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ipv6 anycast

Started by jan101, September 25, 2013, 02:55:43 PM

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Can you provide examples of how ipv6 anycast works? Thanks


advertise a /48 everywhere, and when one location advertising drops, the other locations are fine and the dropped location uses internal routing (ospf/ibgp) to redirect its local traffic to the correct location.


I am sorry but I am lost. How do you get the anycast address? I thought that routers can have the same anycast address. But when I want to send a packet to a server going through those routers. How do they process the packet from an anycast address standpoint.


Same as any other packet from any other source.  There's nothing 'special' about any anycast address, aside from it existing at multiple points in a network.

Router sees traffic for a destination, and delivers it to where it knows it exists.  As broquea noted, with anycast, that just means there's alternate destinations to handle that traffic, so if one drops, another can pick it up.  Now, this is most often used with UDP based services, as then there's no real 'connection' on the service.  TCP based services would drop as the session information would be lost when one anycast point either dropped or the route from the source found a better anycast destination for that service.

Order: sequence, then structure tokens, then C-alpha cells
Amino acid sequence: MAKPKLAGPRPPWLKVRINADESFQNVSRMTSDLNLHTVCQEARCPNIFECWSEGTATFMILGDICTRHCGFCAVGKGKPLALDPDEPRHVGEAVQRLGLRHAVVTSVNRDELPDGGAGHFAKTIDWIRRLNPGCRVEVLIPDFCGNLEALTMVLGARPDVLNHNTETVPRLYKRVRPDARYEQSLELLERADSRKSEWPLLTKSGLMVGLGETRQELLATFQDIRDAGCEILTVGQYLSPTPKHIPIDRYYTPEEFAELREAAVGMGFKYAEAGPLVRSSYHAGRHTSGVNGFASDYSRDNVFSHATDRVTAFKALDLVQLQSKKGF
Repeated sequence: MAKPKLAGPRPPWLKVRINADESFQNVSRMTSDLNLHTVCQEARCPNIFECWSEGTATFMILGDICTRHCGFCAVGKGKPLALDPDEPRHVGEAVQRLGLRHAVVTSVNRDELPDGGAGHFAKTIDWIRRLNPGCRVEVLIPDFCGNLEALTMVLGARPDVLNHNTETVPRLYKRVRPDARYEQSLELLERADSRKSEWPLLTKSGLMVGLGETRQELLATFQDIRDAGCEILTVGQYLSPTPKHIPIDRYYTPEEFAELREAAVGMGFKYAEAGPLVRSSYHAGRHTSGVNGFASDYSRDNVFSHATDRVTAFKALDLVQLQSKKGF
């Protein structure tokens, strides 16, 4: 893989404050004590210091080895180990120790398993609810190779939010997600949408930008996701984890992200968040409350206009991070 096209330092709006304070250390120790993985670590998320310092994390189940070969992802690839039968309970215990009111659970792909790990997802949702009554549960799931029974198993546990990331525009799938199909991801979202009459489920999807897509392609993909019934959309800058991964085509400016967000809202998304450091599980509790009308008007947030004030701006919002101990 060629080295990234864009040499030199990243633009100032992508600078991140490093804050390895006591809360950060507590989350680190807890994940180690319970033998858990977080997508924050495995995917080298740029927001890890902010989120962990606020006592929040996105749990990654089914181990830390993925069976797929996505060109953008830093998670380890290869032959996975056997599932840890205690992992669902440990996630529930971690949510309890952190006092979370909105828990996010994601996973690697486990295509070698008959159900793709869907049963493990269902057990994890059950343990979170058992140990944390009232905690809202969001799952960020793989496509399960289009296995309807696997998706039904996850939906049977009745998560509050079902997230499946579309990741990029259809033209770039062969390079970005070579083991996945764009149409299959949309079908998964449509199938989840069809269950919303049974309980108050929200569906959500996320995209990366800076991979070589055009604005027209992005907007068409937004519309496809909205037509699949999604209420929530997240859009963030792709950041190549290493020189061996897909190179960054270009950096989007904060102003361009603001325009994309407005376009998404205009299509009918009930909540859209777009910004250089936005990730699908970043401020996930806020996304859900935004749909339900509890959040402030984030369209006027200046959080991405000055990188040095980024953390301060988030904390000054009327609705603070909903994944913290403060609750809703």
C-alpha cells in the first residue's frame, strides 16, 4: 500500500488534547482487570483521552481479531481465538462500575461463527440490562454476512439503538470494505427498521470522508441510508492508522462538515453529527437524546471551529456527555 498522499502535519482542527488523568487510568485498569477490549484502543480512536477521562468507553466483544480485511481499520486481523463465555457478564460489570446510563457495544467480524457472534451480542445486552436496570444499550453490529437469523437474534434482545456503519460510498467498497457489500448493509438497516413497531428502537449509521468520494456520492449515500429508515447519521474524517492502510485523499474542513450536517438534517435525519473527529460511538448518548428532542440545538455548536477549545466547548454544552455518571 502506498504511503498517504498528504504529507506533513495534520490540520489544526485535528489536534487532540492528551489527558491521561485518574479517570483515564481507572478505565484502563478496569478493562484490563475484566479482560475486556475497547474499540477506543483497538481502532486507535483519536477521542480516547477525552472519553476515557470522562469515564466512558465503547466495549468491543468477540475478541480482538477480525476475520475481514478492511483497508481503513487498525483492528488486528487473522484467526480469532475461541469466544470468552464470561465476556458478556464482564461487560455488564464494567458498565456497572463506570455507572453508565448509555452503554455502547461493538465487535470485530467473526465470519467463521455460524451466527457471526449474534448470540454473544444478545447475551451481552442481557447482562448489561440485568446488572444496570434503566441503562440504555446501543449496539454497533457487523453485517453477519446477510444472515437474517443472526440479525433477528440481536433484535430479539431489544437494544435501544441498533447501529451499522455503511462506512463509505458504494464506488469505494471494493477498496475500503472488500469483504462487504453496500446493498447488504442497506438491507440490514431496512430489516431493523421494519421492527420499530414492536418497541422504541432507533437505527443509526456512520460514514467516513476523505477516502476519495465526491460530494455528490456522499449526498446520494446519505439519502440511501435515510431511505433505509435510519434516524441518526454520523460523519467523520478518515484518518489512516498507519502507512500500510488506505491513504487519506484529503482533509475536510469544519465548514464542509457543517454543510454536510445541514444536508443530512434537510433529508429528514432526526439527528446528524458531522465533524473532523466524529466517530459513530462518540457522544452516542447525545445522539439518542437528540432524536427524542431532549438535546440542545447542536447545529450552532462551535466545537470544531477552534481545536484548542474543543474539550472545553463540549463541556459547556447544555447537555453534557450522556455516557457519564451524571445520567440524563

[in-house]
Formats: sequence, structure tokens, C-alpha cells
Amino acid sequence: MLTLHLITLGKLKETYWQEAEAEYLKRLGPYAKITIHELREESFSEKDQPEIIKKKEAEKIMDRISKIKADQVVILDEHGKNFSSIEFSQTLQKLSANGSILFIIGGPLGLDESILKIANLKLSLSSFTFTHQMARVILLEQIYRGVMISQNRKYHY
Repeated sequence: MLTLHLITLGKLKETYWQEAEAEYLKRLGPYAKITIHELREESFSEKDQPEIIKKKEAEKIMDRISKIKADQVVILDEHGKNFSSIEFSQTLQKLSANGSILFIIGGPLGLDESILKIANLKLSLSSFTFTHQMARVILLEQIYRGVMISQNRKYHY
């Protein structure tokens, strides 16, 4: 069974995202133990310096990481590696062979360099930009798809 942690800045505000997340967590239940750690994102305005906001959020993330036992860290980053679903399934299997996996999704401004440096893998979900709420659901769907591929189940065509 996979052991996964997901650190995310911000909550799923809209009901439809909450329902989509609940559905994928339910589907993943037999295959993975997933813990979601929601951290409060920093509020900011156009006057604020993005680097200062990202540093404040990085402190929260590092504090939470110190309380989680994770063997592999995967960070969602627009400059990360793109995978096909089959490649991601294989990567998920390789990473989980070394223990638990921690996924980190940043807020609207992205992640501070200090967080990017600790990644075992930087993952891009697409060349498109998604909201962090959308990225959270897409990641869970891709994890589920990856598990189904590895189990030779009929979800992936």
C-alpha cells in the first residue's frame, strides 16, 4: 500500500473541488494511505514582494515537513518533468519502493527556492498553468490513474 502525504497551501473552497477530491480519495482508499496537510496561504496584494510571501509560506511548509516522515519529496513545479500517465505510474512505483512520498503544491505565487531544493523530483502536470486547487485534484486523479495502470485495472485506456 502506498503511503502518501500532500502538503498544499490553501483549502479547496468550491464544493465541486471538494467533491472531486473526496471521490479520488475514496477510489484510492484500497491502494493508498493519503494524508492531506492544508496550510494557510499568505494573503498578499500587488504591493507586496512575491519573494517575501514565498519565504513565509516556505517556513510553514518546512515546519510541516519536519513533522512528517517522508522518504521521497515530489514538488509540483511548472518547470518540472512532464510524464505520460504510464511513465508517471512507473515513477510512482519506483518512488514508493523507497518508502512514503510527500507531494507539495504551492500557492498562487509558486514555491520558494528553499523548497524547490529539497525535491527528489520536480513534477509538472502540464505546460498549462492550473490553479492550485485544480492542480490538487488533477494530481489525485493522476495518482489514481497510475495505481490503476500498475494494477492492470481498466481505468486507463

But what mechanism the router uses to see which path to take as you have the same anycast address assigned to some specific routers?


Normal routing metrics.  It may know of multiple instances, but it'll forward onto the one closest based on metrics.